When English judges confirm prejudice and encourage what should not be encouraged

In the UK, people over roughly the age of 45 are widely demonised. In a recent court case, in which Wiltshire traders were jailed, the judge expressed the view that older adults are “vulnerable”, which is often a euphemism for “not right in the head” or “gullible” or worse.

Judge Jason Taylor KC, please refrain from automatically considering all older adults easy targets for abuse and fraud from now on. That’s despicable and it actually encourages targeting of older adults.

Targeting of older adults – mocking and abusing them – has become far too accepted in the UK.


On this page, there is a video in which the rogue roofers say “we’re doing some bodging”. Without explaining what bodging is, the nature of the video will largely remain hidden from anyone who does not know what “bodging” is.

What these rogue traders were doing was targeting people who they believed were affluent. These people were living in bungalows, in a position to fork out a lot of money, interested in having a good roof over their heads and who were usually at home during the day.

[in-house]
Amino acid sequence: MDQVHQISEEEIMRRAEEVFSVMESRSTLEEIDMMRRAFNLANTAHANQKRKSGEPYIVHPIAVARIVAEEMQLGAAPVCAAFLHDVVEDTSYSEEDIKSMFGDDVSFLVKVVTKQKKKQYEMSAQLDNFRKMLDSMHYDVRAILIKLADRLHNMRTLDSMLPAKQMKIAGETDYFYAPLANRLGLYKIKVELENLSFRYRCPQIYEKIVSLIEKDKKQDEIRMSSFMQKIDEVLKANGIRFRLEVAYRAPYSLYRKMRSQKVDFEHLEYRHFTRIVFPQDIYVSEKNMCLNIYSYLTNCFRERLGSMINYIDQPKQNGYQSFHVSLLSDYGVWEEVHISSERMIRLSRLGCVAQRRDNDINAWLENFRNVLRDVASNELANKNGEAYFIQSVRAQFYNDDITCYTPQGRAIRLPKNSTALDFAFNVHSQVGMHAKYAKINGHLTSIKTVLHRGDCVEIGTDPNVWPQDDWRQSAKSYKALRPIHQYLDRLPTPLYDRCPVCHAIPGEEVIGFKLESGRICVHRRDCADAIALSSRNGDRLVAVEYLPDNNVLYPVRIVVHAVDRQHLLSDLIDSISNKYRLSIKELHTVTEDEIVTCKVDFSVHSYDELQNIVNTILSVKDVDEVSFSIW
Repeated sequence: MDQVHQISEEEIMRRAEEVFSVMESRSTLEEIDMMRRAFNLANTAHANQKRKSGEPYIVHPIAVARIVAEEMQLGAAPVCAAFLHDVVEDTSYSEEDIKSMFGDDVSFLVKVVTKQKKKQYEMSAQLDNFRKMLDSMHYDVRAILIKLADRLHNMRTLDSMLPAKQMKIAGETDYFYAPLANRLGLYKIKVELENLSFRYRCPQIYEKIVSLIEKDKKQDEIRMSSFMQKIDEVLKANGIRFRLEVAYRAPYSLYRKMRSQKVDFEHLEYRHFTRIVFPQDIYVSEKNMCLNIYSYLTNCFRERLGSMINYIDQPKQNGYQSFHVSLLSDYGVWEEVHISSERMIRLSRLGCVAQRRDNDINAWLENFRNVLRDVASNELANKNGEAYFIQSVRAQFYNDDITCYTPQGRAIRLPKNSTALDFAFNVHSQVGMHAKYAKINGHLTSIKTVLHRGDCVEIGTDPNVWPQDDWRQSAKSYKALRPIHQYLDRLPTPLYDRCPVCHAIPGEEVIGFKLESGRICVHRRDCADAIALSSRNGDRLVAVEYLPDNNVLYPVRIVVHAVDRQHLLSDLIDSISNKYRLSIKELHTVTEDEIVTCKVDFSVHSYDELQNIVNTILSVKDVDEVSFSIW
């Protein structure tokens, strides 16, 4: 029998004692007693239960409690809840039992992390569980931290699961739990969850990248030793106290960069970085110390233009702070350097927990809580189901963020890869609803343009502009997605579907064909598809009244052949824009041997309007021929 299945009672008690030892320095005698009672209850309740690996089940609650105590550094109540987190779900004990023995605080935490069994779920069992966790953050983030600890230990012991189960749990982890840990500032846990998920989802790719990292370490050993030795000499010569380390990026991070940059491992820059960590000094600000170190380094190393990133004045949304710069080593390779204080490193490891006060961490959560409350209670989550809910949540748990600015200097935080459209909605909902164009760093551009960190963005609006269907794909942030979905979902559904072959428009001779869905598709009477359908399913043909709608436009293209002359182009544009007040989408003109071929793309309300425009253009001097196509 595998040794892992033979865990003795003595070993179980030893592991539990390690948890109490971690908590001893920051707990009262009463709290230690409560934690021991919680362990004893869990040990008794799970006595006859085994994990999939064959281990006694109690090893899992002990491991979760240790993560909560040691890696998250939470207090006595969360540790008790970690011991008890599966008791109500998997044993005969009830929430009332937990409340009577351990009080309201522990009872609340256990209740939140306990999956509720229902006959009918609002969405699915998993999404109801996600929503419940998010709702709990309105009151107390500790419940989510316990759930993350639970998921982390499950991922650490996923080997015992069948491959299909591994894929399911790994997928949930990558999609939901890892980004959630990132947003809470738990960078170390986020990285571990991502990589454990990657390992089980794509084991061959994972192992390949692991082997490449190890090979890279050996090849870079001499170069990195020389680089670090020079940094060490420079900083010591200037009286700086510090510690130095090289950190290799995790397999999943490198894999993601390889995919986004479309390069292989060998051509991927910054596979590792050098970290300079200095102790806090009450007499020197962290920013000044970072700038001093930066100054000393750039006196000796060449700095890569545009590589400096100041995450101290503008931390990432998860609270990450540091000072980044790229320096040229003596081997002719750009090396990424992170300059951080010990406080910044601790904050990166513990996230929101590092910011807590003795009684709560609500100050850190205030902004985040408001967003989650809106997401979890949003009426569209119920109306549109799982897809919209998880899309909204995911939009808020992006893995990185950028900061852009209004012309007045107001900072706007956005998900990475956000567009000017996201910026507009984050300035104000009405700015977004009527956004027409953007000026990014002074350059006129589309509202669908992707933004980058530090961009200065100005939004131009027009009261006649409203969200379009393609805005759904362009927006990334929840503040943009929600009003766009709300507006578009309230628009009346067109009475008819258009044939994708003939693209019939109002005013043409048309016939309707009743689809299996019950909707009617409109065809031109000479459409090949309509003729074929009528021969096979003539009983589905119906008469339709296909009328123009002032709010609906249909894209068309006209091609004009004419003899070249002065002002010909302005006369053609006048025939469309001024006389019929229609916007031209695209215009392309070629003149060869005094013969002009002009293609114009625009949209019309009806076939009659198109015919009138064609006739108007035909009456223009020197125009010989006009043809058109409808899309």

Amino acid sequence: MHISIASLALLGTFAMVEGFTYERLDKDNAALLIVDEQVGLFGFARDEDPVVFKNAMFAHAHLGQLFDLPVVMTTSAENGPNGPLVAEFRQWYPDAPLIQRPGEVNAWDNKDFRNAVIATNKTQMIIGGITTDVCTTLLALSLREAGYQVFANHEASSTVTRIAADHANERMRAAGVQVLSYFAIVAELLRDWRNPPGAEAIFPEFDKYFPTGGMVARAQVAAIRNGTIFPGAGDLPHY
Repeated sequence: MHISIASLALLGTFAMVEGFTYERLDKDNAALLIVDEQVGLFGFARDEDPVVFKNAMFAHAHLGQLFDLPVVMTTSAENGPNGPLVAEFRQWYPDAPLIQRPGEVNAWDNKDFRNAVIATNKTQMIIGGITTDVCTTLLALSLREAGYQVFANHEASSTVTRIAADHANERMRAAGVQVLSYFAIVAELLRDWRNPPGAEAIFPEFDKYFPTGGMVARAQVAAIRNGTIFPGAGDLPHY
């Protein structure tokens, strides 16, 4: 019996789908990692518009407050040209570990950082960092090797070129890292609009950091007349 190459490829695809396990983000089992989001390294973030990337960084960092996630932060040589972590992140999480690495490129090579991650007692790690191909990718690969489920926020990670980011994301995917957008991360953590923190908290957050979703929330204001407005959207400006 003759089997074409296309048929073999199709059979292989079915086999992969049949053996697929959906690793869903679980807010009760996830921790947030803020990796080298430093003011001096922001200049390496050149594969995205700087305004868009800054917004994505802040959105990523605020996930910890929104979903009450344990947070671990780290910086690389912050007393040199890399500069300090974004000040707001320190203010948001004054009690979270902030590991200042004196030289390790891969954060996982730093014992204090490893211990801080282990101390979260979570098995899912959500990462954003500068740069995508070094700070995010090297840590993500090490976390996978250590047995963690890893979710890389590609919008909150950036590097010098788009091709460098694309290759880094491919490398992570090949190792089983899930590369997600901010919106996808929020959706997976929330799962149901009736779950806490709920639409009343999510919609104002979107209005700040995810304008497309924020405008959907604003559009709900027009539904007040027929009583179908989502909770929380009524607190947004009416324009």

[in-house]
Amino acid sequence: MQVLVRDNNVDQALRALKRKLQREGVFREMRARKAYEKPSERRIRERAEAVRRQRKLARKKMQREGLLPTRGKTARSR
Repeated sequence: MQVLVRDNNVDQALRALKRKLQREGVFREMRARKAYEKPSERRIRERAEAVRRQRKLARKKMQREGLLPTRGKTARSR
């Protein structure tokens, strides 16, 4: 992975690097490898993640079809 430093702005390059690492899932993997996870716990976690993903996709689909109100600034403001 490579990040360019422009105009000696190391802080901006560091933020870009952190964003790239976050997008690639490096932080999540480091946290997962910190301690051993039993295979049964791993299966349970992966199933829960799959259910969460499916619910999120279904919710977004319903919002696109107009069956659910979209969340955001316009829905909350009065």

There is no point in knocking on the doors of people who are not at home but at work.

Affluence often comes with age, too.

A great deal of the British prejudice against older people actually has to do with the massive inequality and widespread deep poverty here, with the resulting health issues. This plays a bigger role later in life. It’s not age that makes a lot of older adults in Britain slow and fragile. It’s poverty (lack of good nutrition) and also lack of good healthcare.

This, below, is a more balanced way of putting it, “vulnerable” likely referring to actual early dementia and mobility problems. (Why not simply say it?) Having for example mobility problems makes it hard to stand up to aggression; if you do, you risk getting beaten up. This is why I would like to see organizations like AgeConcern offer self-defense classes.

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